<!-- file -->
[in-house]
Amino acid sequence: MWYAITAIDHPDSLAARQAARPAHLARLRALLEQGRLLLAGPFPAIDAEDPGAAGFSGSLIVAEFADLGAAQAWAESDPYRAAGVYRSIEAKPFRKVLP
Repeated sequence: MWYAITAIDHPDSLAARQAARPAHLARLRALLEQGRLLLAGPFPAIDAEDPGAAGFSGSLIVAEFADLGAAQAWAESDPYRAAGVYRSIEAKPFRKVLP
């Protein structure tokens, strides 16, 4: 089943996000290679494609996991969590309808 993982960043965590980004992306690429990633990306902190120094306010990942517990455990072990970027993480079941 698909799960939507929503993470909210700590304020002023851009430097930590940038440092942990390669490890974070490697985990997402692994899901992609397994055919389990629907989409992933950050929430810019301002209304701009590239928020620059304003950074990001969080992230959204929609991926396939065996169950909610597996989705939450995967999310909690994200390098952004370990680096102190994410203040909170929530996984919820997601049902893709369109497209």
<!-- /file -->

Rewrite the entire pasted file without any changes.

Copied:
[in-house]
Amino acid sequence: MWYAITAIDHPDSLAARQAARPAHLARLRALLEQGRLLLAGPFPAIDAEDPGAAGFSGSLIVAEFADLGAAQAWAESDPYRAAGVYRSIEAKPFRKVLP
Repeated sequence: MWYAITAIDHPDSLAARQAARPAHLARLRALLEQGRLLLAGPFPAIDAEDPGAAGFSGSLIVAEFADLGAAQAWAESDPYRAAGVYRSIEAKPFRKVLP
């Protein structure tokens, strides 16, 4: 089943996000290679494609996991969590309808 993982960043965590980004992306690429990633990306902190120094306010990942517990455990072990970027993480079941 698909799960939507929503993470909210700590304020002023851009430097930590940038440092942990390669490890974070490697985990997402692994899901992609397994055919389990629907989409992933950050929430810019301002209304701009590239928020620059304003950074990001969080992230959204929609991926396939065996169950909610597996989705939450995967999310909690994200390098952004370990680096102190994410203040909170929530996984919820997601049902893709369109497209």